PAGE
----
Language names based on incomprehension

Riverplatense

Senior Member
German — Austria
Hello!

Are there more examples like Greek βάϱβαϱος 'barbarian' or Slavic нѣмъ-('mute'-)derived expressions meaning 'German' or also 'foreign'? I mean, names for languages or language concepts whose origin consists in incomprehension or maybe also in a pejorative attribution to a given language?
 
  • rushalaim

    Senior Member
    русский
    Slavic [nemets] meant any "stranger" not German exclusively.
    Finnish/Estonian "mustalainen" means literally "dirty" (English "gypsy").
    Slavic [zhyd] is neutral a "jew" from Italian "giudeo", but today Jews are perceiving it as a curse.
     
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    fdb

    Senior Member
    French (France)
    The Arabic term ʻajam means people who do not speak Arabic, but it is usually used specifically for “Persians”. In mediaeval times it was used even as a self-designation of the Persians without negative implications.
     

    Perseas

    Senior Member
    Greek
    In Modern Greek "βάρβαρος" means "savage", "brutal", "uncivilized". It does not mean someone who speaks an incomprehensible (foreign) language.

    I mean, names for languages or language concepts whose origin consists in incomprehension or maybe also in a pejorative attribution to a given language?
    I don't think we have such names for foreign languages, as far as I know. Of course, there are generalized opinions about languages: Chinese is one of the most difficult languages, Italian is nice and easy, English have irregular spelling, German grammar has similarities with Ancient Greek grammar (because of dative, maybe?)...
     

    ahvalj

    Senior Member
    Finnish/Estonian "mustalainen" means literally "dirty" (English "gypsy")
    Mustalainen means "black (person)". That's just descriptive.

    By the way, Slavs must have had really strong feelings to Germanics, as even the word "alien" (Reconstruction:Proto-Slavic/ťuďь - Wiktionary) probably comes from the Germanic self-appellation (Reconstruction:Proto-Germanic/þeudō - Wiktionary).

    An interesting case is Androphagi - Wikipedia if indeed it is the same word as Mordvins (the ethnonym is first attested as Mordens in the 6th century AD: https://people.ucalgary.ca/~vandersp/Courses/texts/jordgeti.html): the meaning “man-eaters” may be a Scythian folk etymology (perhaps based on observations, who can tell now?).
     
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    rushalaim

    Senior Member
    русский
    Mustalainen means "black (person)". That's just descriptive.

    By the way, Slavs must have had really strong feelings to Germanics, as even the word "alien" (Reconstruction:Proto-Slavic/ťuďь - Wiktionary) probably comes from the Germanic self-appellation (Reconstruction:Proto-Germanic/þeudō - Wiktionary).

    An interesting case is Androphagi - Wikipedia if indeed it is the same word as Mordvins (the ethnonym is first attested as Mordens in the 6th century AD: https://people.ucalgary.ca/~vandersp/Courses/texts/jordgeti.html).
    Finnish/Estonian [mustalainen] literally means "dirty" (of English "gypsy") because it does not differentiate between "dirty" and between "black", those are the united notion. For example, [must tee] is "black tea", or [mustad kaed] is "dirty hands". So, Gypsies in Finnish/Estonian mentality are black because of dirty.
     

    ahvalj

    Senior Member
    Finnish/Estonian [mustalainen] literally means "dirty" (of English "gypsy") because it does not differentiate between "dirty" and between "black", those are the united notion. For example, [must tee] is "black tea", or [mustad kaed] is "dirty hands". So, Gypsies in Finnish/Estonian mentality are black because of dirty.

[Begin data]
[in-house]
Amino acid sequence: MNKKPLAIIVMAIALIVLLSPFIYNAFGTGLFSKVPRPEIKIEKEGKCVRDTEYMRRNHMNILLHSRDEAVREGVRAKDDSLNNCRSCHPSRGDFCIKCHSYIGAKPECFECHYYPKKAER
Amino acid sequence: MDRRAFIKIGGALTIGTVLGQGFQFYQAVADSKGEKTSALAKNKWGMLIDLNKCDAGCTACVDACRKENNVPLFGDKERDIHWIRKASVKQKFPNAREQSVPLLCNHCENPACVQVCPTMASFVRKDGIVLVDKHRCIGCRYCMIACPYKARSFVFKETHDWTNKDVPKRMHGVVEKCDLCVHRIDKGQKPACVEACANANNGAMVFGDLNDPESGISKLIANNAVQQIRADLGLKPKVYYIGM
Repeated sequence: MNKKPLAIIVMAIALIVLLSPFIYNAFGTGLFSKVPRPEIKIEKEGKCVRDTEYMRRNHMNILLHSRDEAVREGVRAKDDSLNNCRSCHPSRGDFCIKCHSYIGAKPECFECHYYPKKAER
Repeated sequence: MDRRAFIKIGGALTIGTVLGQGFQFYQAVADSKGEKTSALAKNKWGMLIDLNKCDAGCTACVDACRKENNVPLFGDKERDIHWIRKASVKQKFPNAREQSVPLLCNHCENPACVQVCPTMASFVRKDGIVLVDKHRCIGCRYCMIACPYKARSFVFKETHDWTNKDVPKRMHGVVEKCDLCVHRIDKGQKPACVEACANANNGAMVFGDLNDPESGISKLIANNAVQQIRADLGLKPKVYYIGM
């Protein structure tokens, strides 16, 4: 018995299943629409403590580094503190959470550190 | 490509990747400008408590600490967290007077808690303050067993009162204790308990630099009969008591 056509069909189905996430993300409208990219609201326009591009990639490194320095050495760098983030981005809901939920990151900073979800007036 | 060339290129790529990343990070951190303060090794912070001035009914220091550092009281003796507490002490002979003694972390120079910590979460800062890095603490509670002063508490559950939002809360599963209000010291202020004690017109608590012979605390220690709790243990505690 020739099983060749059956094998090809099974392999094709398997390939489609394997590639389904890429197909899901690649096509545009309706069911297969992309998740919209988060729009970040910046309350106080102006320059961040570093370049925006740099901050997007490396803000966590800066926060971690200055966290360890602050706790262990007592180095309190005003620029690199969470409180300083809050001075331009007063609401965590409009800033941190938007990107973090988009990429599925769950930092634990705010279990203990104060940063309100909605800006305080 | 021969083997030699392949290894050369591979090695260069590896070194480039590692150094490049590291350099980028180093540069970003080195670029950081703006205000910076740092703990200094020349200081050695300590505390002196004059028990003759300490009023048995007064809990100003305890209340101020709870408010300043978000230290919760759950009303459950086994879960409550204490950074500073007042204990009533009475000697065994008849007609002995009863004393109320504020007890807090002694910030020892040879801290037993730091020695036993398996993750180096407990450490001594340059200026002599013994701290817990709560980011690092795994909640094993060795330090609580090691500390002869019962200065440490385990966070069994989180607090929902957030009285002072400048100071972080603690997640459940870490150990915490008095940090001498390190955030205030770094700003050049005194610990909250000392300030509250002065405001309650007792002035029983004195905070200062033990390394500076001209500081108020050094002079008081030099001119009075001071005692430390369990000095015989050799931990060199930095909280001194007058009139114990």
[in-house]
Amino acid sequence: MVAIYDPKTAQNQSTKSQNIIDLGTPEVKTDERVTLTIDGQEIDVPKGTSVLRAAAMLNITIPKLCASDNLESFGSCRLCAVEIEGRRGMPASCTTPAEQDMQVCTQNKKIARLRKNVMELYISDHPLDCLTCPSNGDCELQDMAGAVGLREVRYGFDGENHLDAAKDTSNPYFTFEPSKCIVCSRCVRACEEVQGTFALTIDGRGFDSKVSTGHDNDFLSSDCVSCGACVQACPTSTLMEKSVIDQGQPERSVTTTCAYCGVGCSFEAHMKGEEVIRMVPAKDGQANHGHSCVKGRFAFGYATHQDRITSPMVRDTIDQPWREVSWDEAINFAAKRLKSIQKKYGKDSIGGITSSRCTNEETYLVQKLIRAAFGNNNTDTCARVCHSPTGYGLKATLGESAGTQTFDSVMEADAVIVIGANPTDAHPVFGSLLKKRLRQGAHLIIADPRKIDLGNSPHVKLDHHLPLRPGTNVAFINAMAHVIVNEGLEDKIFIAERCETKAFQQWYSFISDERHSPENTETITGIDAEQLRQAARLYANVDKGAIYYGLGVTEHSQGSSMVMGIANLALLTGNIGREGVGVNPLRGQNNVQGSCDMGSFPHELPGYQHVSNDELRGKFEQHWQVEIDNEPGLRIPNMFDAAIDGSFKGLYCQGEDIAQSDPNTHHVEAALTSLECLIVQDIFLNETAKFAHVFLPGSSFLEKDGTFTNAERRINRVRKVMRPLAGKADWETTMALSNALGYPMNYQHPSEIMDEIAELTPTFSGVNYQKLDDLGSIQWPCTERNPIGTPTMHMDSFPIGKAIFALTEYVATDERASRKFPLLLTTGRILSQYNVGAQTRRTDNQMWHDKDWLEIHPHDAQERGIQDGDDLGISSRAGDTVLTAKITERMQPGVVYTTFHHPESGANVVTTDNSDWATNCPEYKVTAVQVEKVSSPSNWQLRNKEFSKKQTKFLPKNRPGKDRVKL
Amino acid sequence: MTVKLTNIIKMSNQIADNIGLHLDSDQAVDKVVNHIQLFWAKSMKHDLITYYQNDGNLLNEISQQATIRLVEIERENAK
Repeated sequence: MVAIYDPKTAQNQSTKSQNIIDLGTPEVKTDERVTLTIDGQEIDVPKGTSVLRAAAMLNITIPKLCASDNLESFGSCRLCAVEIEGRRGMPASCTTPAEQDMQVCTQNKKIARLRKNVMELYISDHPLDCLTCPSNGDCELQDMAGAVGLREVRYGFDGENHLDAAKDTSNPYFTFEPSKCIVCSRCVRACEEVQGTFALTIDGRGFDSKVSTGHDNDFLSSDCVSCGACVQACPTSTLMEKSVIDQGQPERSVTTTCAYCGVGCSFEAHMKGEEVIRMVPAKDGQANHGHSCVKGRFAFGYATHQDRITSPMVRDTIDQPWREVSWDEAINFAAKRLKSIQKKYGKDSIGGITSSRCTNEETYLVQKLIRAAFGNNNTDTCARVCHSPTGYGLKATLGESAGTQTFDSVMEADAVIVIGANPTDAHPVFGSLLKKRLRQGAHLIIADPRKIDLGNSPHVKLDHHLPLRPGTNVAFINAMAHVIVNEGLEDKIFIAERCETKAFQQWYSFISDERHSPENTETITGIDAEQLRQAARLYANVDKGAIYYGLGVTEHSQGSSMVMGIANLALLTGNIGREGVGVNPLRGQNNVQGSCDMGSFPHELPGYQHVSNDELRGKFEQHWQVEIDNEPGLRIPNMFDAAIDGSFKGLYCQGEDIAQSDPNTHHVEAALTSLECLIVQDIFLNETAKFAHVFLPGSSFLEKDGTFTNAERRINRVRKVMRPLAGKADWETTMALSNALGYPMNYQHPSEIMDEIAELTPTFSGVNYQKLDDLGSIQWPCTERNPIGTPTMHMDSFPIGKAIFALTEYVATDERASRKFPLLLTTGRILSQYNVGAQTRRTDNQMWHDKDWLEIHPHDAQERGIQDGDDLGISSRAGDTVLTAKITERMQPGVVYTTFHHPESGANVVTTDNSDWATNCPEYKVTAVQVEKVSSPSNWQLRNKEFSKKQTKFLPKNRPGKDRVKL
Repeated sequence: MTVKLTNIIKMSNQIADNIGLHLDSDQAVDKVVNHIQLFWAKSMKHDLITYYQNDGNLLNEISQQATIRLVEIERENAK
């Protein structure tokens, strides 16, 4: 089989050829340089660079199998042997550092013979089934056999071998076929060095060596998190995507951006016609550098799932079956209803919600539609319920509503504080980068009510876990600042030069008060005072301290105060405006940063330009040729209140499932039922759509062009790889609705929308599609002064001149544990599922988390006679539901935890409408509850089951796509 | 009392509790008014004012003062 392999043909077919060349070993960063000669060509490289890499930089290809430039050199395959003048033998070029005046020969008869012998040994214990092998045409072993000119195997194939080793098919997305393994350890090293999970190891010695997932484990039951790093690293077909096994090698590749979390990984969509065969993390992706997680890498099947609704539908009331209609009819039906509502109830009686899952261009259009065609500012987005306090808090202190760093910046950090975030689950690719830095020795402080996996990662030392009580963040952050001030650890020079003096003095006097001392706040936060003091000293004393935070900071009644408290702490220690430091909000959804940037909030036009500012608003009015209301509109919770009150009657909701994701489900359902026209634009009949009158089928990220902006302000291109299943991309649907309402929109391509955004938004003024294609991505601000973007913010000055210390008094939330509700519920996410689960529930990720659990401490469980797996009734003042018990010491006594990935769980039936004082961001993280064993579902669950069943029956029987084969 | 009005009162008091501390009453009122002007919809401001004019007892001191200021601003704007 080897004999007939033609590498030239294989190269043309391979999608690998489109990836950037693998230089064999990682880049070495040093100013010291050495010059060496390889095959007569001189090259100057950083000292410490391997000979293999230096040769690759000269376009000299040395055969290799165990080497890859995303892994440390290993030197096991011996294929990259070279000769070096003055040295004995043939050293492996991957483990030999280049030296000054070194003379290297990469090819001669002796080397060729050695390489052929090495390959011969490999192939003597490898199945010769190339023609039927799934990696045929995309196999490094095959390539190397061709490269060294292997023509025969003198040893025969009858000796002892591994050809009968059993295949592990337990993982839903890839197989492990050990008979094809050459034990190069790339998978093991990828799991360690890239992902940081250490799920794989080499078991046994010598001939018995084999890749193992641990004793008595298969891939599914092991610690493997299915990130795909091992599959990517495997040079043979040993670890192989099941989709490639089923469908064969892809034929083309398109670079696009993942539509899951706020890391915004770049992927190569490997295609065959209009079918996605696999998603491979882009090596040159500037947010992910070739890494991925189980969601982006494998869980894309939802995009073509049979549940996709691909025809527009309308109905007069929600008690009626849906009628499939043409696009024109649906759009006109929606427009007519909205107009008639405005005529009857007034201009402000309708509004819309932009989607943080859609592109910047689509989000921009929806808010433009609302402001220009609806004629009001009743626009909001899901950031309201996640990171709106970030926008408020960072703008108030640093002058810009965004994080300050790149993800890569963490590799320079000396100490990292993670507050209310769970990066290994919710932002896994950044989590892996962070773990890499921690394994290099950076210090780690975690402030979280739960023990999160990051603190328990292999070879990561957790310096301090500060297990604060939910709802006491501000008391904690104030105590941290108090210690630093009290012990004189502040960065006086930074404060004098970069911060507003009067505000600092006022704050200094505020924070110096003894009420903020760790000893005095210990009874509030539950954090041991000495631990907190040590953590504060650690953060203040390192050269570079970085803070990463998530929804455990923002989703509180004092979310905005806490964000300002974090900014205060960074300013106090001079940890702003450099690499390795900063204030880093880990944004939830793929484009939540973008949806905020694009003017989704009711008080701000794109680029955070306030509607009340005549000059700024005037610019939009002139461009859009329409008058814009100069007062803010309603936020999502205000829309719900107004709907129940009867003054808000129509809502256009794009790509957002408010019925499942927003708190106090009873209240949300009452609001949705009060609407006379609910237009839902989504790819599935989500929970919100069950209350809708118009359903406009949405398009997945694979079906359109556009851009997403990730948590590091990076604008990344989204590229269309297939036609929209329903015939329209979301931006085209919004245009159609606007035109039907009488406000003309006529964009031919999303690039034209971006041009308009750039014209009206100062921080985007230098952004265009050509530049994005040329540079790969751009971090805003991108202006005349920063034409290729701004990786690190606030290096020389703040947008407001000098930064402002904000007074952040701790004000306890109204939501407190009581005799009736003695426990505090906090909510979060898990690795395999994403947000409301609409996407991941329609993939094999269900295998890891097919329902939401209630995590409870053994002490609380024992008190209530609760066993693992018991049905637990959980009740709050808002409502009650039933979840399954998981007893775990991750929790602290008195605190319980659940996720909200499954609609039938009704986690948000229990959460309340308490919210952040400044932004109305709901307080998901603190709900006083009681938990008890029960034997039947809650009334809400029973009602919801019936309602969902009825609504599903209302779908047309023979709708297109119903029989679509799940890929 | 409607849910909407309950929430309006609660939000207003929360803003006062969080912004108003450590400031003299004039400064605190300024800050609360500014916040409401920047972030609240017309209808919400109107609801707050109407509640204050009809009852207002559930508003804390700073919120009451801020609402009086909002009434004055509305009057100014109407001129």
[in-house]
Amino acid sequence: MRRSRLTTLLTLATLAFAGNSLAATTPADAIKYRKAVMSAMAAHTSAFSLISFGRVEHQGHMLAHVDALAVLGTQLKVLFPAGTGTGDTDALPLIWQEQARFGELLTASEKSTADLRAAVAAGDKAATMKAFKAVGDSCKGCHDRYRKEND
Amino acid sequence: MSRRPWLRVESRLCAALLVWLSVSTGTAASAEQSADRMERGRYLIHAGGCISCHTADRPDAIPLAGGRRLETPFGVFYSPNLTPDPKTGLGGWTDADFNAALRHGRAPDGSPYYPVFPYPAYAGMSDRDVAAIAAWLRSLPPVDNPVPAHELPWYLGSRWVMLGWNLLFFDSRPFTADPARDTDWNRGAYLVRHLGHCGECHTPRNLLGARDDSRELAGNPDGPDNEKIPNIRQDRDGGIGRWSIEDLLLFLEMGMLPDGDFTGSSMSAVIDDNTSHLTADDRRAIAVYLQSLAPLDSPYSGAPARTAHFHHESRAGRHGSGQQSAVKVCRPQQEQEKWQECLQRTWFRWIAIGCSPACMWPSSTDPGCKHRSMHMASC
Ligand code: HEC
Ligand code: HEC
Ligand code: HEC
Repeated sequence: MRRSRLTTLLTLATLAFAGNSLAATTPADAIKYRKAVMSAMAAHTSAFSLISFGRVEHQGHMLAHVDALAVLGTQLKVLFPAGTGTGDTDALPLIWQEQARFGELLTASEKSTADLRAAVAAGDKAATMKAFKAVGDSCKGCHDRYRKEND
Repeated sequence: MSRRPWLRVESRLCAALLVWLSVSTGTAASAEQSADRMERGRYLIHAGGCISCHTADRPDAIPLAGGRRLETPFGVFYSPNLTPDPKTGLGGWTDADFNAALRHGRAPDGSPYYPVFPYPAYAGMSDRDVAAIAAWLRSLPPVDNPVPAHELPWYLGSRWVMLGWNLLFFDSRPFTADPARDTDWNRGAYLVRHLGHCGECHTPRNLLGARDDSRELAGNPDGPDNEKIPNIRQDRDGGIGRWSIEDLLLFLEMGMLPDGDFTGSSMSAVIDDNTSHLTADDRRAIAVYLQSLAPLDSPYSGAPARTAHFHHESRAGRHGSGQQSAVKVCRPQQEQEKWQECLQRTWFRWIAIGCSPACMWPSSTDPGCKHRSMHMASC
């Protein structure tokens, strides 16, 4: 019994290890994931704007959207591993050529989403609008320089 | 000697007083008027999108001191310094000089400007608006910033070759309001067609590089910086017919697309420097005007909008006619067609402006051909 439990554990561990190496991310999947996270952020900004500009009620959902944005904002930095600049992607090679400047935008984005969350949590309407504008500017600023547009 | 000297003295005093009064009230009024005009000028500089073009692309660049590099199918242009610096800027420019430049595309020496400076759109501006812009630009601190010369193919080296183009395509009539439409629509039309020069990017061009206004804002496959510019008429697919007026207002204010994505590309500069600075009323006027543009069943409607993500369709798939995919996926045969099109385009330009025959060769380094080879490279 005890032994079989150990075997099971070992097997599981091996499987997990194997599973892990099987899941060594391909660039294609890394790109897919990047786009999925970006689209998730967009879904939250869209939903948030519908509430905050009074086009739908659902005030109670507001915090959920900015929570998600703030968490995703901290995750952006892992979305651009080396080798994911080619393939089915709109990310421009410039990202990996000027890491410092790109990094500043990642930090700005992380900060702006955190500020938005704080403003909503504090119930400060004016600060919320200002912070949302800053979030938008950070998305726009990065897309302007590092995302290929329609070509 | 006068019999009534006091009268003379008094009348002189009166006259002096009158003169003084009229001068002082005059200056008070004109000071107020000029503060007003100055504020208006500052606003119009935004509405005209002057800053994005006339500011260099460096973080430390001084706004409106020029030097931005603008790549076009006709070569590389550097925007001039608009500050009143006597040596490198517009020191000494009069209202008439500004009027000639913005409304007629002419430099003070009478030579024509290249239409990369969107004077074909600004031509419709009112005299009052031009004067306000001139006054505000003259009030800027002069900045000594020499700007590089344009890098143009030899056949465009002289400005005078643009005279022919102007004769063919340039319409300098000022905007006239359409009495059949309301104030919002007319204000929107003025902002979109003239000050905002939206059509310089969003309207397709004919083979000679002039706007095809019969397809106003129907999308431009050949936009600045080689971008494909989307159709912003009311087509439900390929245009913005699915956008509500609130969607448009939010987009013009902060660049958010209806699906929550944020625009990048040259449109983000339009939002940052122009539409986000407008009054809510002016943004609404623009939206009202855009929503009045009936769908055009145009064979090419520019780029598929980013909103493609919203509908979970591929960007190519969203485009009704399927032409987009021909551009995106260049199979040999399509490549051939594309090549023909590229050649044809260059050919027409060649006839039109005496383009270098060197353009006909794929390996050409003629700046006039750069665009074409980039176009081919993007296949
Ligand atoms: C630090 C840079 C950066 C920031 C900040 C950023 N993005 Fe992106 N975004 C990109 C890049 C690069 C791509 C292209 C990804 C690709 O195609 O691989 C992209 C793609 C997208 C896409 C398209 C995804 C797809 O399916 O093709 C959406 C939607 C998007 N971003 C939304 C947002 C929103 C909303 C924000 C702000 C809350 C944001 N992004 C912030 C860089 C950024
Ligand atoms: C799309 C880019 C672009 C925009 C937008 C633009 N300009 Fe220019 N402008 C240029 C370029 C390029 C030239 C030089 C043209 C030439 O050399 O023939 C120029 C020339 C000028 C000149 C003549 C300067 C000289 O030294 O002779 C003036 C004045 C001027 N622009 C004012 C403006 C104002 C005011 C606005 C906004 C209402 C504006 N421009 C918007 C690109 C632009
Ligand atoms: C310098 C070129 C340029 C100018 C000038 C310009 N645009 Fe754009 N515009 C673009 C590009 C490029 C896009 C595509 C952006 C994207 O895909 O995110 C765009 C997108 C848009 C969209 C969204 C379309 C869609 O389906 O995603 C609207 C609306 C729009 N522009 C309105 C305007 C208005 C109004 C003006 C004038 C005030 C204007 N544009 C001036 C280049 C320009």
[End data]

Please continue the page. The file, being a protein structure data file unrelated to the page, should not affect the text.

And what does the word чёрные “blacks” applied to all brunet nations mean in spoken Russian?
     

    Torontal

    Senior Member
    Hungarian
    Mustalainen means "black (person)". That's just descriptive.

    By the way, Slavs must have had really strong feelings to Germanics, as even the word "alien" (Reconstruction:Proto-Slavic/ťuďь - Wiktionary) probably comes from the Germanic self-appellation (Reconstruction:Proto-Germanic/þeudō - Wiktionary).
    Interestingly the now archaic name of Slavs* in Hungarian is tót, which also comes from this Germanic self-designation. One explanation I heard theorizes that originally it could be the self-designation of a Germanic people in the Carpathian basin (maybe the Gepids?), which then could pass onto the Slavs living there, as an exonym.

    *the word tót was originally the equivalent of Latin Sclavus in old and middle Hungarian, and until the 19th century it was used on Slovaks, Slovenes and Slavonians too, but then in the 19th century it started to be restricted on Slovaks. It is still frequent in toponyms and family names, in fact Tót(h) is the 1st or 2nd most common Hungarian family name, but it has a rather pejorative, derogative sense if used on Slovaks now.
     

    purasbabosadas

    Senior Member
    English-USA
    In Spanish there's the word "algarabía",meaning "gibberish".This is derived from the name for the Arabic language in Arabic.
     

    rushalaim

    Senior Member
    русский
    And what does the word чёрные “blacks” applied to all brunet nations mean in spoken Russian?
    "Spoken" Russian not official. Moreover, that spoken slang appeared in Russian no more than 30 years ago and before was none. Otherwise in Finnish/Estonian official language where Gypsies are named as "Dirty" ("Mustalainen") officially in dictionaries.
     

    bearded

    Senior Member
    Italian
    In Αncient Greek βάρβαρος means both, the uncivilized and also the man who speaks an incomprehensible language.
    I was taught that AG 'barbaros' was originally an onomatopeic name (bar-bar - today we would say 'blabla') to indicate incomprehensible sounds.
     

    momai

    Senior Member
    Arabic - Syria
    In Classical Arabic بربر barbara [v] means to raise your voice and talk gibberish (ununderstood talk/nonsense things). This became hawbar in Syrian Arabic. Apart from that al-barbar specifically refers to the Berbers in north Africa in Arabic.
     

    fdb

    Senior Member
    French (France)